Almost all cookbooks have tools/ingredients/supplies outlined before the recipes start, everything you’ll be using throughout the book is detailed. Most of the time I have somewhere close to 10 out of 50 of them. Take ‘Jamie’s 30 Minute Meal’s’ for example, out of the 56 tools Jamie Oliver outlines on page 21 of his book, I have 11 of them (and that’s not counting when there is a multiple of one thing, e.g. two large wooden chopping boards. Instead of one? WHY!).

Yikes, you say? I know. I wouldn’t exaggerate the number to add drama or suspense, I promise. This is not a film or television show, this is my life! And that’s just one example – I’ve fact checked this myself with multiple cookbooks!  The sad truth is I am just not an all around package yet. I’m missing the tools, the wild flavors I’ll only ever need for one recipe a month, the gourmet kitchen. All I have now is the mental capabilities, the right attitude and the cookbooks. (A large sigh seems appropriate here.)

I know one of these days, more specifically: the day I get the chance to have my state-of-the-art kitchen, I will go overboard. I will relish in it. I will make my kitchen look like the ‘Toys R Us’ of kitchen utensils. I’m hopeful it will end up looking something like the one pictured. Plus more. Lets all keep our fingers crossed and hope for the best. But hear me when I type, I will never admit that I simply just can’t make the green curry sauce actually come out the color green when attempting to make the Green Curry Chicken with Kimchee Slaw and Rice Noodles recipe. I will never admit that maybe I’m just a food lover, not a food maker.  I must never admit defeat!

* Rachael Ray and Gwyneth Paltrow may or may not have used ghost writers. (Despair! Outrage! Betrayal!)

Tech Takeover

This week I ordered dinner with an iPad, instead of a waiter for the first time. There was no waiter necessary, I just punched in the items I wanted, pressed ‘submit’ and my food magically appeared before me a few minutes late. I’m not going to lie, I was initially amused, even a little impressed. I mean, what is more fun than playing with an iPad until your food comes? That’s a trick question. The correct answer is: having a wonderful conversation with your boyfriend sitting across the table.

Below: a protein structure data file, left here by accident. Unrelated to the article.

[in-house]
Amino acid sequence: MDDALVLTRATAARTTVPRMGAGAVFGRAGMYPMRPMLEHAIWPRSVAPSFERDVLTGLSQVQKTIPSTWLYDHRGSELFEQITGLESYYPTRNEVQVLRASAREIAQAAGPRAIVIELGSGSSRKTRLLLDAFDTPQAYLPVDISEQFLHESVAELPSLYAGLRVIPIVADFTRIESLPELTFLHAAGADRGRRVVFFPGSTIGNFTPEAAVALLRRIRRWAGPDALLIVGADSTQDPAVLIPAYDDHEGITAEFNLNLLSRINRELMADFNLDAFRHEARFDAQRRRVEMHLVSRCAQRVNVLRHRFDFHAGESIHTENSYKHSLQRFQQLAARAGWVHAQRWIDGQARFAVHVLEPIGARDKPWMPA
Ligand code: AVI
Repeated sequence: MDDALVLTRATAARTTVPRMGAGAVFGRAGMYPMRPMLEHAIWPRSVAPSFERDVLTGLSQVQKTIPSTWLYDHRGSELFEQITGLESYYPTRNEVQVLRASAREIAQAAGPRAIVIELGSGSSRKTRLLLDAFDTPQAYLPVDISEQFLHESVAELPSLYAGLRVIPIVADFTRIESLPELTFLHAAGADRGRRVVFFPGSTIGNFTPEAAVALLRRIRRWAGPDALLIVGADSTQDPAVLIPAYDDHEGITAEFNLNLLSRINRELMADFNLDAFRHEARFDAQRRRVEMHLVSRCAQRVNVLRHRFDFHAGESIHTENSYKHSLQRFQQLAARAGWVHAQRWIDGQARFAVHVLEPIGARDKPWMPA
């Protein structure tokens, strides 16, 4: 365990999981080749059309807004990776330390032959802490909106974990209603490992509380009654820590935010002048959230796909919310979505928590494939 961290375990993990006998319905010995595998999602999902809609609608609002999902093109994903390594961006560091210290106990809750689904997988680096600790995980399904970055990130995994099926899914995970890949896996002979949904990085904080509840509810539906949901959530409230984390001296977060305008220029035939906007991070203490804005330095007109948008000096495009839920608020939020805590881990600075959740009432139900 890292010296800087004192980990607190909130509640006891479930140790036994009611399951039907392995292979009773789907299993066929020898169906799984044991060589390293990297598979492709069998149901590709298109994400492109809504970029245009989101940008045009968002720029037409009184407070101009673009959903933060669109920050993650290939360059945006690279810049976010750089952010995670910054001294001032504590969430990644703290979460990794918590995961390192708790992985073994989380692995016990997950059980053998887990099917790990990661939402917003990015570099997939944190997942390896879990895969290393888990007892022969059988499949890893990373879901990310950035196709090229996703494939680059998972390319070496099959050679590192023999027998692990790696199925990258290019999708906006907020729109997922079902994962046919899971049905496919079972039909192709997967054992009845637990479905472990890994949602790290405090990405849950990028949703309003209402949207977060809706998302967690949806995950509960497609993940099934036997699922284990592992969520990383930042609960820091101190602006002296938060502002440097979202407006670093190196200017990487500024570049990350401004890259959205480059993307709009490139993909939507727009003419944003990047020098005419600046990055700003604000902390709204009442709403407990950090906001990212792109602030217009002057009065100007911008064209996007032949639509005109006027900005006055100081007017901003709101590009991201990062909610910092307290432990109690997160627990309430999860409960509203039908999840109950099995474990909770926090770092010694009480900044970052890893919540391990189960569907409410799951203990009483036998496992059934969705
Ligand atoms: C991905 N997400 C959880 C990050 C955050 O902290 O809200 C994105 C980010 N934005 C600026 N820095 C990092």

I started thinking more about the loneliness of using an iPad to place my order and realized this could be the start to a huge trend (if it hasn’t already started). This is more of a rant post than informational post so bare with me!

iPad in question:

Pros of ordering food through an iPad: 

  • You don’t go through that awkward thing of when the waitress takes too long to come to your table and you stare her down until she arrives.
  •  There is no way they will get your order wrong.Well…
  • You get to take silly Photobooth pictures or play Spider Solitaire while you wait. (Remember to delete them after you’re done!)
  • You’re in and out much quicker. (That’s what she said.) (Had to!)

Cons of ordering food through an iPad:

  • We are losing jobs to technology. The tech-take-over will not cease!
  •  The one waiter who is there isn’t as attentive to your table.
  • You don’t really get to ask for opinions and recommendations. That really sucks for someone like me.
  • Your friends may get offended that you want to play with the iPad
  • There is no button to request a refill on water.
  • You spend half your meal trying to come up with ways to steal the iPad. (Not me. Other people.)

As cool as ordering with an iPad was I can’t get on board with the whole idea. For me, one of the best parts of going to dinner is interacting with the waiter. I love dinner conversation and not to mention and being able to get the waiter’s attention when you need something like, garlic bread, another beerr, a side of melted chocolate, or a bib.